The response for Broken has been overwhelming! After publishing the introduction on Thursday, I have already been contacted by many women eager to tell their stories in order to help others. If you are interested in submitting a piece on damaging relationships or want to read more about the series, see the Broken tab at the top of the blog.
This first piece is from a young women who wanted to remain anonymous. Nonetheless, I know the courage it took to write this and am so grateful you are speaking out about your experiences. Thank you.
I started off being in a happy relationship with a guy that I met at a high school dance. I thought we were perfect together. I was convinced this was the guy I was going to marry. The only problem was my parents did not like him one bit. I never understood why. They said how wrong he was for me, but I looked past their judgments and remained in a mostly happy relationship.
This was until college, where we went to our separate schools. This was when the fighting started. We were fighting every single day over seemingly meaningless things. We would break up for a day right before my finals and I would do terribly. I would hang out with my guy friends, he would get extremely angry. I would go to a party to hang out with friends, he would ignore my texts and not talk to me. He threatened to break up with me if I even had a sip of alcohol. I was threatened to get broken up with on a daily basis. But I succumbed to his requests. I didn’t want to be alone, I was still sure of our future together.
Throughout our relationship, I became depressed, right around senior year-freshman year of college. This only made our relationship worse because he had struggled with it in the past and had no idea how to help me. I physically hurt myself through this. He couldn’t handle it. I was needy. I needed to see him every single weekend or I would go crazy. I was literally acting crazy with all the fighting. The problem was, when he was there with me, he distanced me from my friends. I wanted to hang out with my friends WITH him, but he just wanted me alone. Some of my closest friends were angry with me and stopped talking to me because they couldn’t handle all of my drama with him. He threatened to kill himself if we ever broke up for good. I was stuck in a completely unhappy relationship with that additional weight on my shoulders. I didn’t know what to do or how to make this better. I wanted so much for us to work out, but I was upset on a daily basis with how our relationship was going. By this point, the people I thought were my friends stopped talking to me because they were sick of hearing about our fights. I was completely alone in this. My parents could not even be supportive since they were the ones that wanted us to break up all along.
We finally broke up the beginning of my sophomore year. I was pretty much a mess. I decided to ditch my true friends and start hanging out with a different group, which led me to going to parties more, and eventually drinking more. I was going out 3-4 times a week. My grades were suffering and my extracurriculars became a chore. I turned into a person that I didn’t like. I started dating my then-boss (about 2 weeks after my ex and I broke up), only to realize that he wanted me for my body and nothing else. I let this go on for 2 months, which took a large emotional toll on my self-esteem and self-worth. I was so excited that someone wanted me and someone liked me that I compromised my beliefs for someone that I barely even knew. Only to find out he was heavily involved in drugs and was borderline alcoholic. I was so broken by this point that I did not care what was happening to me or who I was with.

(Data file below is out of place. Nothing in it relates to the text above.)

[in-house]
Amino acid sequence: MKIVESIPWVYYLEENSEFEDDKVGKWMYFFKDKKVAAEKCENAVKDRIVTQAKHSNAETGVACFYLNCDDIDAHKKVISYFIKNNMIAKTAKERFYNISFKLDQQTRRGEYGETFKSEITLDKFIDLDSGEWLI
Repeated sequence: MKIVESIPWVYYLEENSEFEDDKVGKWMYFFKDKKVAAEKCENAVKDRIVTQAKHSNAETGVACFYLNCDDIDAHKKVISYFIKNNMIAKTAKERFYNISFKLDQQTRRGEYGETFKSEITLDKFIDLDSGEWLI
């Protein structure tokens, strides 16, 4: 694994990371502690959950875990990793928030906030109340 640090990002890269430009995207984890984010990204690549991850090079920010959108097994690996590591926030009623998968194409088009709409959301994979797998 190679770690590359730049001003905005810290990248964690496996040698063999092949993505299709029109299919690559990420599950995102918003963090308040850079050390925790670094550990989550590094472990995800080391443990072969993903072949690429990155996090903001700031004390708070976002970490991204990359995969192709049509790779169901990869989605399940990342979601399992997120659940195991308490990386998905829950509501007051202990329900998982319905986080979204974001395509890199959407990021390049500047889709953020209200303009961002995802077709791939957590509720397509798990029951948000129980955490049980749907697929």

I think the worst part of my rebound relationship was that my parents somehow found out about it and tried to stop it. They took away my car and phone hoping that I wouldn’t find a way to see him or contact him. Being the person I was, I found ways around this and still (unfortunately) saw him. Now looking back on this experience, I wish I would have listened to them and listened to my friends. My new “friends” encouraged this relationship and thought it was good for me since he “cared” about me so much. Boy, were they wrong.
Once some of my true friends started realizing something was wrong, I started really understanding what I was doing to myself and my self-worth. I started realizing what damage I had done and promptly got myself out of that situation. Lucky for me, it was easy to get out of it. It wasn’t so easy to pretend it never happened.
Looking back on all of this, I feel guilty more than anything. How could I let something so bad go on for so long? What was I thinking? It is unfortunate that I went from one bad relationship to another in such a short amount of time. My inner instincts should have told me that dating someone right after getting out of a long relationship was a bad idea, but that was not the case. I still feel guilty honestly. The person that is writing this is pretty much appalled at the person that is being described here. I keep trying to tell myself that all of these experiences have made me who I am today. I wish that I wouldn’t have made these decisions or had to experience this. I feel guilty that I had a past while the person I’m with now doesn’t. I feel guilty going into my marriage with all these bad feelings and guilt about things that I can no longer change.
As hard as this may be, I’m still moving forward knowing that I changed my life and I am now a better person. I have a new relationship with God and a much stronger faith. These experiences made me appreciate so much more the relationship I have now and how blessed and lucky I am. Sure, there are days that I still feel terribly guilty, but that is where love and forgiveness come in. And I could not be more grateful for that.